loading

Today's Reminder

December 05, 2021 | Rabiʻ II 29, 1443

Living The Quran

The Last Resort
Al-Baqara (The Cow) Sura 2: Verse 216

"Fighting has been prescribed for you, although it is a matter hateful to you. But it is possible that you hate a thing which is good for you, and that you love a thing which is bad for you. God knows, and you know not."

This verse deals with the proper restraint we should have for violence and warfare, the last resort argument, and that while it might be 'ordained' in the sense of being inevitable under certain circumstances, it always comes with limits and should be against our better judgements.

We can hate something that is good for us, just as much as we might love a thing that is bad for us. The line of judgement we have to make concerns the conditions, the circumstances that make the last resort inevitable. War is heinous, but the balance is that 'persecution is worse than slaughter'. Sometimes it is necessary to defend those who are being demeaned, denied their freedom and rights, who are made second-class citizens or worse because of who they are or what they believe. This verse must be read in conjunction with verse 190-193, 'do not commit aggression', as it is definitely not a blanket warrant for going to war, but rather an argument about the judgement that has to be made between two evils. It is clearly addressing the historical context of the time of the Prophet while generating universal principles.

There are obvious parallels, far too many of them, in our own time where communities have been left to suffer oppression, persecution even genocide, without the rest of the world springing to their aid. However, every universal principle we derive from the Quran should come with one caveat: the examples it provides are moral examples. As times change so the means we use to apply these moral principles can and perhaps should change. There are more ways than going to war to fight oppression, combat persecution and defend the dignity and freedom of those afflicted. Sometimes it may be impossible to find another way, but that does not mean we should stop trying to find peaceful means; though equally, it can mean, however heinous, it may be necessary literally to fight for the sake of a greater good. The trouble is that human beings have been much better at devising the means of destruction, the techniques of war and array of modern weaponry than devising strategies for making peace.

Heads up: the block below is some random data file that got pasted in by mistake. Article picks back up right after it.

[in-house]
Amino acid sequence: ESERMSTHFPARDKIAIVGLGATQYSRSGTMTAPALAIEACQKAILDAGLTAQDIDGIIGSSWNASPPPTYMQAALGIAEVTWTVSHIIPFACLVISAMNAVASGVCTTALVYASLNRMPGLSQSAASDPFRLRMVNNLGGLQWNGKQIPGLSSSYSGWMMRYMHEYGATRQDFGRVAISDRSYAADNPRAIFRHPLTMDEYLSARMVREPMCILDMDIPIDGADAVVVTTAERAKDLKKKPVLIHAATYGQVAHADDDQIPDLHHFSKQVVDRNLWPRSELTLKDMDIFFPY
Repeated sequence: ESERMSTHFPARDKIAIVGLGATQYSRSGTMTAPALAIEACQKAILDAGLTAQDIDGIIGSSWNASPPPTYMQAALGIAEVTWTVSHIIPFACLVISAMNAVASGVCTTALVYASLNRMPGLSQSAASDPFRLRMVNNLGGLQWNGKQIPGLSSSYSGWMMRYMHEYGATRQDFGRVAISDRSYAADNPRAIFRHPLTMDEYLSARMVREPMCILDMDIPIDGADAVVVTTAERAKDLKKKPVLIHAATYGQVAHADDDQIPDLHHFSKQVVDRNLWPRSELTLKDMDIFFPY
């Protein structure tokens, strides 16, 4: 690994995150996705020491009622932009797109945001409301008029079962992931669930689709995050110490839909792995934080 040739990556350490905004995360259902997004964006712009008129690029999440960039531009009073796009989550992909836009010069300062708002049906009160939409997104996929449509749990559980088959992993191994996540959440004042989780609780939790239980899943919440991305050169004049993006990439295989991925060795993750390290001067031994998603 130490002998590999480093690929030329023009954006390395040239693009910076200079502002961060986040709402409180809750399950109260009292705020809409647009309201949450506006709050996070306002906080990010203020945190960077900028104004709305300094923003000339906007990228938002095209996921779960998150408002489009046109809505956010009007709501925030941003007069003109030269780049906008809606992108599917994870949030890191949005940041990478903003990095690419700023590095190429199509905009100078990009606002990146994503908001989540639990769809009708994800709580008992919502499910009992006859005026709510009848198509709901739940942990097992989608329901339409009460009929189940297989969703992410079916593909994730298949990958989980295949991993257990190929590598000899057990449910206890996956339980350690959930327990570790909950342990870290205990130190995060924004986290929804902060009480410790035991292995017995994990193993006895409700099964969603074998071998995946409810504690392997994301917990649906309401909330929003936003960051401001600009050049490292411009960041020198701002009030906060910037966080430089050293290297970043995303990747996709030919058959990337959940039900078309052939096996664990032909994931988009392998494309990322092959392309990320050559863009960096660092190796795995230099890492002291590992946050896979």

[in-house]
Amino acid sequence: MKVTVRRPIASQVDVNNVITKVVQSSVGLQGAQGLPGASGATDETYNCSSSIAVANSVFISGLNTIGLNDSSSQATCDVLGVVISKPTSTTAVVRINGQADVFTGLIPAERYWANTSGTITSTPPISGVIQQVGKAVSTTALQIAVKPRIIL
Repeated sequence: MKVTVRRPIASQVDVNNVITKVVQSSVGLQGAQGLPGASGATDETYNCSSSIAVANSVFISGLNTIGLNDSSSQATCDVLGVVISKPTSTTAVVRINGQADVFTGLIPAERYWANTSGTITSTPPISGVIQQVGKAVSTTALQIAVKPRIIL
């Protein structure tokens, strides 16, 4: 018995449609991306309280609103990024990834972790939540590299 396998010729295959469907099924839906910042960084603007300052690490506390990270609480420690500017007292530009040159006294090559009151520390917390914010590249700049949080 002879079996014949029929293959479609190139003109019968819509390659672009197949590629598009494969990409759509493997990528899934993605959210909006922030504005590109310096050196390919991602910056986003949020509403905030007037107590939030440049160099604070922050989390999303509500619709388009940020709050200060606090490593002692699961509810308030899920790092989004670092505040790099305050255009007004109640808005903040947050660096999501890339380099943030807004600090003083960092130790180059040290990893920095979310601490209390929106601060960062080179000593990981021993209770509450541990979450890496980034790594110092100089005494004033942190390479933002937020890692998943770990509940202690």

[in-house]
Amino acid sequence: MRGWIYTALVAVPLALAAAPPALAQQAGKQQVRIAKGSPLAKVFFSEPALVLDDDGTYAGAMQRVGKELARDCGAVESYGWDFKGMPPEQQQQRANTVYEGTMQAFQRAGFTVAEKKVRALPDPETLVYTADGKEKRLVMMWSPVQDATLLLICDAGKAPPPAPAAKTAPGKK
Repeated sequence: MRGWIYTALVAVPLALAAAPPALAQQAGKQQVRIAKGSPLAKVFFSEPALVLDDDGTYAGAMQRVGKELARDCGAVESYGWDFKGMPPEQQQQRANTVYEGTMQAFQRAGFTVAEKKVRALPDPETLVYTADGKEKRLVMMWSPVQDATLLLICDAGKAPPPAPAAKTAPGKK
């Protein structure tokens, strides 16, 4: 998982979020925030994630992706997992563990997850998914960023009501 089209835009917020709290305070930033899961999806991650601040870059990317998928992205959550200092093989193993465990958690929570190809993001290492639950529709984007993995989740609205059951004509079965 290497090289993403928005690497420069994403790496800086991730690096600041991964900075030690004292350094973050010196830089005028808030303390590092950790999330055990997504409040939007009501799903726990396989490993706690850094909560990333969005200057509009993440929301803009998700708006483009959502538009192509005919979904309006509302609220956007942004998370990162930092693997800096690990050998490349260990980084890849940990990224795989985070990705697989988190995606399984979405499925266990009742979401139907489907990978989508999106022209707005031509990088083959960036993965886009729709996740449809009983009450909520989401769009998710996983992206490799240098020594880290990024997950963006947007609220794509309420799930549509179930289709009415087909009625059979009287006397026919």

Compiled From:
"Reading the Qur'an: The Contemporary Relevance of the Sacred Text of Islam" - Ziauddin Sardar, pp. 156-157

From Issue: 988 [Read original issue]

Understanding The Prophet's Life

Poorest and Weakest

Anas ibn Malik reports that a woman known to be mentally unstable said to the Prophet (peace be upon him): “Messenger of God. I need your help in a certain matter.” He said: “Choose any road and I will come to you and sort out what you need.” He stopped with her at some road and discussed her need until she had finished her business. [Muslim, Ahmad, Abu Dawud]

The Prophet was seated with his Companions when this woman, who was known to be mentally unstable, told him that she needed his help. His immediate reaction was to keep her happy. He told her that he was ready to listen to her. At the same time he respected her privacy, and did not ask her to discuss her problem in front of other people. Needless to say, there were no cafes or restaurants in Madinah at the time. Hence, anywhere in the street would do.